by Danielle Charles

In November, I love the snow. I love it because it comes and goes, because it makes everything new, because it is exhilarating.  I love it because I awake not knowing it will be there, because it is a surprise.  I love it because when it melts,  I miss it as I walk through the muddied brown grass. I love it like a child, like a thing that seems too wondrous to be, too beautiful to last.

Of course, come March things change. Then I will offer you a different opinion. I will tell you that snow is an oppressive curse of nature, an impediment to every thing that should otherwise be simple,  like driving to work or wearing anything other than boots.  Then it is a relationship gone sour, a person you have lived with too long. A person whose tiniest habits – the sound of their breathing at night, for example, or the way they always leave the cap off the toothpaste – might be the thing that finally pushes you over the edge. That is the snow in March.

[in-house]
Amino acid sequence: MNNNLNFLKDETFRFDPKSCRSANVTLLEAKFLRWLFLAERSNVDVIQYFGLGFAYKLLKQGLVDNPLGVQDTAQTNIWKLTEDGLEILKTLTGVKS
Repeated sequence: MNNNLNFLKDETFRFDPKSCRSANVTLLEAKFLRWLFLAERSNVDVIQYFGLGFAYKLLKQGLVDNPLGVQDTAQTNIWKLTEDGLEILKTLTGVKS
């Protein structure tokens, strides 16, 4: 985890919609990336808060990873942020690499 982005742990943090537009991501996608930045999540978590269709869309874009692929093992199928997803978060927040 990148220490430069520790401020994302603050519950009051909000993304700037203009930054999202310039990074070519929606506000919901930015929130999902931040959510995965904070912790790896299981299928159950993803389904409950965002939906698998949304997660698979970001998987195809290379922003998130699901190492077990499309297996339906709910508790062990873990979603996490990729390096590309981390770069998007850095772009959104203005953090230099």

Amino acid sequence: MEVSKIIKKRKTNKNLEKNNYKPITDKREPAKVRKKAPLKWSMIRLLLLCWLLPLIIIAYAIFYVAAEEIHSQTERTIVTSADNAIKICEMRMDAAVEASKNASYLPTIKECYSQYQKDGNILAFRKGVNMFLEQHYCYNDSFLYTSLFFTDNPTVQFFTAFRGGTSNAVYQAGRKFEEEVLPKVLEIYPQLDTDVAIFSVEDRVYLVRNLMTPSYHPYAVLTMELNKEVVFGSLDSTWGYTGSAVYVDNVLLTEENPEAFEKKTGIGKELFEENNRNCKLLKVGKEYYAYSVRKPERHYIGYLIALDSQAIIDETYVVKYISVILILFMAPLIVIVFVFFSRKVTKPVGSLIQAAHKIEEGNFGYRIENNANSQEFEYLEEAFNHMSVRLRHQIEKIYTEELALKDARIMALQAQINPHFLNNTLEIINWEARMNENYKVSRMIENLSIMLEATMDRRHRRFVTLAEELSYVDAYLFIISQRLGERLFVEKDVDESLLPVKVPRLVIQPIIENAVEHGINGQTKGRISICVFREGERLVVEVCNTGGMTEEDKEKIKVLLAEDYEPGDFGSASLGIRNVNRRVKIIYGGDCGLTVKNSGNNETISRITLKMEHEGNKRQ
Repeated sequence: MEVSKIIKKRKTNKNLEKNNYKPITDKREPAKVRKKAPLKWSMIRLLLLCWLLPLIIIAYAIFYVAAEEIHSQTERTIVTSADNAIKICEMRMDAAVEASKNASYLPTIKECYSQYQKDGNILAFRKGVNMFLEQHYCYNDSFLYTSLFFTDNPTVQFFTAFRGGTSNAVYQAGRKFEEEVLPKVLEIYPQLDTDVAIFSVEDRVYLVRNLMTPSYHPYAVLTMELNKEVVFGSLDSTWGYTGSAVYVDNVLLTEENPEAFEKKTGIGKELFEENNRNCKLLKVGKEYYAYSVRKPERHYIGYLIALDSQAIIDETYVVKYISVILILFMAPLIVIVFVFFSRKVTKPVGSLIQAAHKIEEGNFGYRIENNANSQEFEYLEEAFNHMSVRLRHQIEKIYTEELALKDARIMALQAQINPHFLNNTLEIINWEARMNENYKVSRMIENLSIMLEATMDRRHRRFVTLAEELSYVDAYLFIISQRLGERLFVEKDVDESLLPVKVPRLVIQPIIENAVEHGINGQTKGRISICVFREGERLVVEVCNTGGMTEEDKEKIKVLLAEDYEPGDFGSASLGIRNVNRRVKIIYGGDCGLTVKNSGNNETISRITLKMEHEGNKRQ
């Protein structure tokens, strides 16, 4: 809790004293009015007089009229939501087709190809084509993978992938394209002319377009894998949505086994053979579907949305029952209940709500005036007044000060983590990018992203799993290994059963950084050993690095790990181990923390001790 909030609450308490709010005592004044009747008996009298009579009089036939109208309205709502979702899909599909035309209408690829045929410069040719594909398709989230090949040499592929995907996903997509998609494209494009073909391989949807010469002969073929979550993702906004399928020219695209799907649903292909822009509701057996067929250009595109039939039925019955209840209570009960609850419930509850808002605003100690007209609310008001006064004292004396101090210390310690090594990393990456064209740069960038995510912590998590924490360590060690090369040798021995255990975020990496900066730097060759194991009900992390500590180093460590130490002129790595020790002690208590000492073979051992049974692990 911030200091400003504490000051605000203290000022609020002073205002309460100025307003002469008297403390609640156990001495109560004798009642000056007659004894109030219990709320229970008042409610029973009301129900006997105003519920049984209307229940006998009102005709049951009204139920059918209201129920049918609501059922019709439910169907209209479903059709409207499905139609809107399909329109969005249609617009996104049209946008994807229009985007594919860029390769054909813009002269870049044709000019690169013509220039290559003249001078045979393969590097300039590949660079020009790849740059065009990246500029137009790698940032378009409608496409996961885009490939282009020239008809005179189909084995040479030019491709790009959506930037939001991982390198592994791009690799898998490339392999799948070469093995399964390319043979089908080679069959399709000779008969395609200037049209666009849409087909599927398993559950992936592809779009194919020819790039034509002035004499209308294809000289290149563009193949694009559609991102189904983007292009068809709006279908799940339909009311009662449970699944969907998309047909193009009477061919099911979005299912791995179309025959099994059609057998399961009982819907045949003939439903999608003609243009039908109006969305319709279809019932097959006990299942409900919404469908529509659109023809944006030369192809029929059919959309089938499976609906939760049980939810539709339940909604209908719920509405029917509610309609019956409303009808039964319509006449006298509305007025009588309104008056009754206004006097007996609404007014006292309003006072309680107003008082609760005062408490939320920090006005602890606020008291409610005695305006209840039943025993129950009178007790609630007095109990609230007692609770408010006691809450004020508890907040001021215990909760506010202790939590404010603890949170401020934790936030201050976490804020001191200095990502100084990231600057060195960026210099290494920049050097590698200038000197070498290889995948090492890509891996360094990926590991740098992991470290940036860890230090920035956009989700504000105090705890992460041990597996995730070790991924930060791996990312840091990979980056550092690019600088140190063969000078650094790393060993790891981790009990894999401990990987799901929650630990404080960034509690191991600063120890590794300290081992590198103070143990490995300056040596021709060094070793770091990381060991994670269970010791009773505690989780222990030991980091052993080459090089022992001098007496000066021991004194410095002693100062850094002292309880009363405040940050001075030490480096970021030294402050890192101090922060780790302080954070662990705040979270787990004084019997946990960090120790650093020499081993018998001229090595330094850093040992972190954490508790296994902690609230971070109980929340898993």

But for now, it is only November, and the snow is a thing I love, foolishly, fervently, wondrously.

P.S. Just read this by the wonderful Guido Masé of A Radicle, and you should too.